I didn’t see a single friend for a year and a half during the pandemic. My midtown Manhattan office closed and I began working remotely from my parents’ house in Connecticut. I went into the city to check on my coop and pick up my mail but the most I did was eat outside at neighbourhood restaurants—all alone. I kept up with friends through texts, calls, and social media but I didn’t make any plans. I usually wait for my friends to initiate things and nobody asked to meet up. Everyone was hunkered down. I finally moved back to my Upper East Side coop and an old friend wanted to get together after his trip through Portugal, Spain, and France. We had dated for several years when he moved to New Orleans and it didn’t last. We hadn’t seen each other for several years, but it was like old times when we met for drinks and then dinner at a Korean place. We talked about poetry and writing, teaching, and mutual friends from our urban writers’ colony that had been a second home for years. He wanted to come over for ice cream afterwards but I needed to go home. It was intense to see my first friend after so long and I needed to decompress alone.
I went to my first Covid-era party with friends after I moved back to the city. It was a book party in Brooklyn to celebrate the release of my Columbia Journalism School classmate’s memoir about becoming a celebrity party crasher in Hollywood and other locations. He met party crashers while he was working as a journalist with the Los Angeles Times. When he got laid off, he became a party crasher, too. He gave Clint Eastwood a neck massage mistaking him for an old boss. He ran into Jennifer Anniston who told his party crashing friend, “I know you!” He crashed the Oscars, the Golden Globes, with tricks he learned from other party crashers. He told stories and we laughed. He read excerpts and we laughed some more. Someone passed a joint around the room and I passed it along without joining in. A group of guys went for drinks after the party but I said goodnight and took the subway home.
Watching Golf with My Dad
I started running in the seventh grade with my father. We did a two-mile loop around our neighbourhood with gentle hills. It came easy to me. When we moved to a bigger house in the wooded part of town, we ran a longer route with hills that made me cry. I would sit down on the curb and my father always waited patiently for me to finish the run. I kept running after I left home and finished marathons and Ironman triathlons. My father kept running, too. He was also a golfer who played courses all over the world while he was on business trips. He wanted me to play golf like the rest of my family. I took lessons but it didn’t come naturally like running. I tried to be a good sport until I was hit in the head with a golf ball. It felt like a bullet and I fell to the ground. My new white golf gloves were coated with blood. A young boy came up and apologized for hitting the stray ball. I still have a bald spot just beyond my hairline. I hit balls with my father and nephew a few times, but I never played another game of golf. When my father retired, he began to play golf three times a week. He also watched golf tournaments on TV. After my office went remote at the beginning of the pandemic, I left Manhattan to work from my parents’ house in Connecticut. I stayed for a year and a half, and weekends I watched golf with my father. I got invested in the players like my father. Even though I moved back to the city, I watch golf with my father when I visit. We no longer run but we have golf.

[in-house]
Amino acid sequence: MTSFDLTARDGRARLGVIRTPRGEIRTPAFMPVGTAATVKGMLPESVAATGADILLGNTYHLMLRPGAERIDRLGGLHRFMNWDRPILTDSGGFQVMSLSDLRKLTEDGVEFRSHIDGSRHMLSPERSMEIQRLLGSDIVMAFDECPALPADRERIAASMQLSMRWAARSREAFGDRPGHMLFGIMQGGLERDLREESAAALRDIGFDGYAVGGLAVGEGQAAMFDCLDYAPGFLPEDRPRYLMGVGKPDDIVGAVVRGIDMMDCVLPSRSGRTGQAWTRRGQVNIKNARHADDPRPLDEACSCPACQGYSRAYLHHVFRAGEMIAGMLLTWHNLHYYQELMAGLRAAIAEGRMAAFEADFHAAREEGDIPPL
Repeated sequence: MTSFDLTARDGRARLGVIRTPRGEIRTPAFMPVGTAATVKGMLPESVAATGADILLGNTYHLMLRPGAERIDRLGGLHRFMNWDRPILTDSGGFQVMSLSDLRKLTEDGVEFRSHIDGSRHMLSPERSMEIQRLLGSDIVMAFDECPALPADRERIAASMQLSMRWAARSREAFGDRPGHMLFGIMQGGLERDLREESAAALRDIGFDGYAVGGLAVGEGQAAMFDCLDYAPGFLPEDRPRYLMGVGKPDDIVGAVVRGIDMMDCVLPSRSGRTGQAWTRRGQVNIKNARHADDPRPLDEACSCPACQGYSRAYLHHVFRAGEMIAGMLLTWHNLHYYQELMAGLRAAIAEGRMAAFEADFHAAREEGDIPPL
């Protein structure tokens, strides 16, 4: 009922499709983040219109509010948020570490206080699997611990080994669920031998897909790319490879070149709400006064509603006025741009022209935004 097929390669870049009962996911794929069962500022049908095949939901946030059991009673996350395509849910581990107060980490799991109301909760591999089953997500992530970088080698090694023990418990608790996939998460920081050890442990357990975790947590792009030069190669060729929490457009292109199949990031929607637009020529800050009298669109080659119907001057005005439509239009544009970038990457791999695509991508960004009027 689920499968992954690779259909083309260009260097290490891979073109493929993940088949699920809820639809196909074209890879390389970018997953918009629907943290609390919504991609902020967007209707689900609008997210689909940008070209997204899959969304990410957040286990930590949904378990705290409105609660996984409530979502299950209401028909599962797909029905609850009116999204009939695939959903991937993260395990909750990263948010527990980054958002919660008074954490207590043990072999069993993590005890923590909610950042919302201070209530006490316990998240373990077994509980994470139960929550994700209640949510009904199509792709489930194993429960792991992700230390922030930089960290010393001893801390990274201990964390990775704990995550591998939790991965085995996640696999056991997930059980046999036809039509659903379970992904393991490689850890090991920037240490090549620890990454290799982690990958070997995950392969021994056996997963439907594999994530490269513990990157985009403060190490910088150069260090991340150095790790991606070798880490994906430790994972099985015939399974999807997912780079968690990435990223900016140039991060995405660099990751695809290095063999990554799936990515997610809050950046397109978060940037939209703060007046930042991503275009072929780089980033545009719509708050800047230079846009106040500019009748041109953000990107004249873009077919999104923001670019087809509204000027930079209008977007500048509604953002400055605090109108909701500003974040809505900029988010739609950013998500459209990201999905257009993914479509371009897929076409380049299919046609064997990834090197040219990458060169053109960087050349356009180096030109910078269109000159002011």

I was so happy before the pandemic. I had a good job writing evaluations for specialty occupation visa applications. I talked about poetry with my colleagues who are poets and writers. I read at the open mic at my monthly poetry reading in the East Village. I went for long walks in Central Park. I visited my parents in Connecticut on weekends. I met friends for meals and movies in the city. Family and friends read my published memoirs and poetry chapbooks. I had never felt so happy. Then the pandemic shut down my office. My father suggested working remotely from my parents’ house in Connecticut and I left the city without any summer clothes. As warm weather came, I found old triathlon and biathlon t-shirts in my parents’ attic. I went to the city every few months to check on my apartment. And soon a year and a half had passed. My office was supposed to reopen after Labor Day and I moved back to the city. The reopening was pushed back by a month and then again and again. I have fleeting moments of happiness—after walking in Central Park, going to neighborhood restaurants, meeting with friends, and even going to a live book party. I hope I will feel the same overflowing happiness I felt before the pandemic sometime soon.
Karol Nielsen is the author of the memoirs Black Elephants (Bison Books, 2011) and Walking A&P (Mascot Books, 2018) and the chapbooks This Woman I Thought I’d Be (Finishing Line Press, 2012) and Vietnam Made Me Who I Am (Finishing Line Press, 2020). Her first memoir was shortlisted for the William Saroyan International Prize for Writing in nonfiction in 2012. Excerpts were honored as notable essays in The Best American Essays in 2010 and 2005. Her full poetry collection was longlisted for the Terry J. Cox Poetry Award in 2021 and was a finalist for the Colorado Prize for Poetry in 2007. One of her poems was a finalist for the Ruth Stone Poetry Prize in 2021. Her work has appeared in Epiphany, Guernica, Lumina, North Dakota Quarterly, Permafrost, RiverSedge, and elsewhere.